I have been having a difficult time with the novel lately. I felt like the story was becoming stale, stagnant. Usually when I sit down to write for the novel, the story seems to flow organically. But in the past few weeks, I’ve had to force the story out. I was no longer looking forward to writing when it came to the novel.

I tried setting it aside and writing a story or two. The two stories I wrote came quite easily, a little too easily. I couldn’t move back to the novel, not after the two stories came so quickly. They seemed to write themselves.

I tried going back to the first few chapters (which I think are quite good) and see what I was doing differently. This only frustrated me. These chapters had come quickly as well. What the hell was so different?

I was lucky to receive an acceptance last week (details to follow), thus switching up my routine. I spent the week doing more writing business than writing. I took some time off but not a vacation.

I thought long and hard about my characters and wondered why they were being so boring.

I revisited character charts I had drawn up over a year ago. There was plenty I had forgotten. For a reason unbeknown to me, I experienced a strange influx of memories that had long been lost. They came like a flood.

We all have those memories that are lost until something triggers their return. The way someone coughs reminds me of a high school friend’s mother who would go to her room to smoke pot every fifteen minutes while we sat in the living room. A teenager giving a friend a piggyback ride reminds me of a fight my sister and I once had.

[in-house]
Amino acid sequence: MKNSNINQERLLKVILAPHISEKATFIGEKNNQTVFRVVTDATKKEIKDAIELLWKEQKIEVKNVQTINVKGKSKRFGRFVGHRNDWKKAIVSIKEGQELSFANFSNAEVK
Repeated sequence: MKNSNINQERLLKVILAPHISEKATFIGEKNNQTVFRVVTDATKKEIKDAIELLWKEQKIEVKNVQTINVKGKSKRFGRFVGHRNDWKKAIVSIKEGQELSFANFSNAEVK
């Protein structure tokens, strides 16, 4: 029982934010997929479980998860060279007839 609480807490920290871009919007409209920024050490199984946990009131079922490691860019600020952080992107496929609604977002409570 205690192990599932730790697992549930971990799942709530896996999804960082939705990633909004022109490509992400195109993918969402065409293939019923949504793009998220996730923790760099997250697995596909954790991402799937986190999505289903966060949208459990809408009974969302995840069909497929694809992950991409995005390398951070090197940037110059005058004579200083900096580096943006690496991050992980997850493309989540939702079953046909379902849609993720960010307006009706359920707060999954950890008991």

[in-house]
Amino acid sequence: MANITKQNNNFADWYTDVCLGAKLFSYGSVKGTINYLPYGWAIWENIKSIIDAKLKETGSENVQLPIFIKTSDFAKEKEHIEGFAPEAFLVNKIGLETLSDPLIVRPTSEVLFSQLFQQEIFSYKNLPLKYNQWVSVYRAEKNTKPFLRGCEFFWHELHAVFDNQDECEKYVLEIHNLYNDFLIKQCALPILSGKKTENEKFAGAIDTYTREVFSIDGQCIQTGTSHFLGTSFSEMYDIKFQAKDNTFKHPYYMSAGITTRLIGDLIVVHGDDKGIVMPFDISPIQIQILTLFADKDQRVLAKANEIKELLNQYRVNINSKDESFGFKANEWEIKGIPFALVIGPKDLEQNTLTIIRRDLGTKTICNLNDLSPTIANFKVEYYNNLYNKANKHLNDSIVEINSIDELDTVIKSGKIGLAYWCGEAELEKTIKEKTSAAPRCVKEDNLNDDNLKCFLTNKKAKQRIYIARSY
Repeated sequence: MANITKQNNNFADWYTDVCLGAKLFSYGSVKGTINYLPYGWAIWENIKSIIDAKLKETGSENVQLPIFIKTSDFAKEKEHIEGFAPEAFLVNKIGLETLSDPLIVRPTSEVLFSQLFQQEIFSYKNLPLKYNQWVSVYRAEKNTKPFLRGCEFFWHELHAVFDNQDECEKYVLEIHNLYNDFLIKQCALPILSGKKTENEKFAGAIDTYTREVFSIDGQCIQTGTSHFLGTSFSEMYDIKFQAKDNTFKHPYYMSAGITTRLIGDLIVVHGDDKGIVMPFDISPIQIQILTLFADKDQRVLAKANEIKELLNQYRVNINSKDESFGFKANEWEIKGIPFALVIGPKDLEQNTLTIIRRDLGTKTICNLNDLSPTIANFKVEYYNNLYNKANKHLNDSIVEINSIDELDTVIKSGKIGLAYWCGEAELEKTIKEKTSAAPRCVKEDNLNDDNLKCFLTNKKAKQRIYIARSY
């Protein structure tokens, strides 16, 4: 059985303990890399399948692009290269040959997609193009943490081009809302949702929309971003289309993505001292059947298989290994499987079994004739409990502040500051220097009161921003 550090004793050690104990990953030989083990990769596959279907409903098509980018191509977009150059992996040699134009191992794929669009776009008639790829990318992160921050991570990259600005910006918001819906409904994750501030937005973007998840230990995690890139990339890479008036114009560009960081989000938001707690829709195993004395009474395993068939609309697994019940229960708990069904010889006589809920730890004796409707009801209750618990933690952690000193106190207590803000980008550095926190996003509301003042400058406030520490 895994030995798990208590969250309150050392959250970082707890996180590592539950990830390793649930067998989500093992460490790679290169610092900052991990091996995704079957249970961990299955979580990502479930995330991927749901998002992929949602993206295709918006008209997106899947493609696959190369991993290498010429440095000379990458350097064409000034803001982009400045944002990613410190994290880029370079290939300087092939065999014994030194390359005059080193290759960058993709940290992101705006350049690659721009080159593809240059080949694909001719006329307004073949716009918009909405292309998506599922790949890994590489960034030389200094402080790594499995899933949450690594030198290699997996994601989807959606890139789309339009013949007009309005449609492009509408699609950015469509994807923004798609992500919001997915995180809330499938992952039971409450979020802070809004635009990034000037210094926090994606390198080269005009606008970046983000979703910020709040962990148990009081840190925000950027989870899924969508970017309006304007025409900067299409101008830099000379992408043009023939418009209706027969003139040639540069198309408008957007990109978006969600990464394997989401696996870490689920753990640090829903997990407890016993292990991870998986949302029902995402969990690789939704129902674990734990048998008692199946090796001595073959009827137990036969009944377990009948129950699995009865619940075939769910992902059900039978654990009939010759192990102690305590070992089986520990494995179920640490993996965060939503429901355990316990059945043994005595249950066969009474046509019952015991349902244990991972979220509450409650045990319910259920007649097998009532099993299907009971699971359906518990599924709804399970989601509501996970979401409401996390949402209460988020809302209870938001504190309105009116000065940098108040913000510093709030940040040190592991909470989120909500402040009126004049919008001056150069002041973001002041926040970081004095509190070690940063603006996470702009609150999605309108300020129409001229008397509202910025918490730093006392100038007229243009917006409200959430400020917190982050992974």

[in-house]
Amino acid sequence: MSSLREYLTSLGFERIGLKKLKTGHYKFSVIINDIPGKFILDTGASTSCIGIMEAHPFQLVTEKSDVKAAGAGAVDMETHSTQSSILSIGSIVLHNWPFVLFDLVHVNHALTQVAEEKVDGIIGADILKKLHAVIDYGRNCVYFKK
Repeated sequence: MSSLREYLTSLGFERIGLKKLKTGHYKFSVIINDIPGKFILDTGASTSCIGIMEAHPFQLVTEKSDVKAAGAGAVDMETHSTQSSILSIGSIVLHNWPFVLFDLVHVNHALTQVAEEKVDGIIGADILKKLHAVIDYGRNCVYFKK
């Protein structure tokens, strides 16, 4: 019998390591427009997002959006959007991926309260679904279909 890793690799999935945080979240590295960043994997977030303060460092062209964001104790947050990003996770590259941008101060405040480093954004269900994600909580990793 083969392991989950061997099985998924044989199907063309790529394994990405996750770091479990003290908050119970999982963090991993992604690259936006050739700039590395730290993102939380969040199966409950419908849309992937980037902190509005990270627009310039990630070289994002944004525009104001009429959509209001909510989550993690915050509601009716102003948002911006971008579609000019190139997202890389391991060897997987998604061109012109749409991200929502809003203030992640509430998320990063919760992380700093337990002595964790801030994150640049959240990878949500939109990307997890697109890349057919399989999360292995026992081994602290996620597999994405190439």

I leave a coffee shop and see two men embrace, and for some reason, I am reminded of a moment from years earlier. My girlfriend and I are sitting outside of the New York Public Library which is closed. We are sitting to the side of the lion statues at one of the tables that have the squares so you can play chess or checkers without bringing a board from home. Two men and a woman are sitting behind us. Revolutionaries in another era. They light up a joint. It is two in the afternoon. About thirty minutes later, we can hear them cutting up lines of cocaine. I remember wondering if they were cool or old and sad. I am still undecided.

Characters have these forgotten moments as well. They only remember these times when something triggers their memory. The problem I was having with my novel was that I had forgotten all of this. I was trying to create my characters’ present, and I had forgotten to consider their past. Revisiting those old character maps reminded me who these people were and what they had gone through.

I sat down to rewrite some of the novel yesterday, and the words had returned to me. It was like old days, my novel and I working together. It turns out that in order to reignite an old flame, I had to remember what had ignited the relationship in the first place.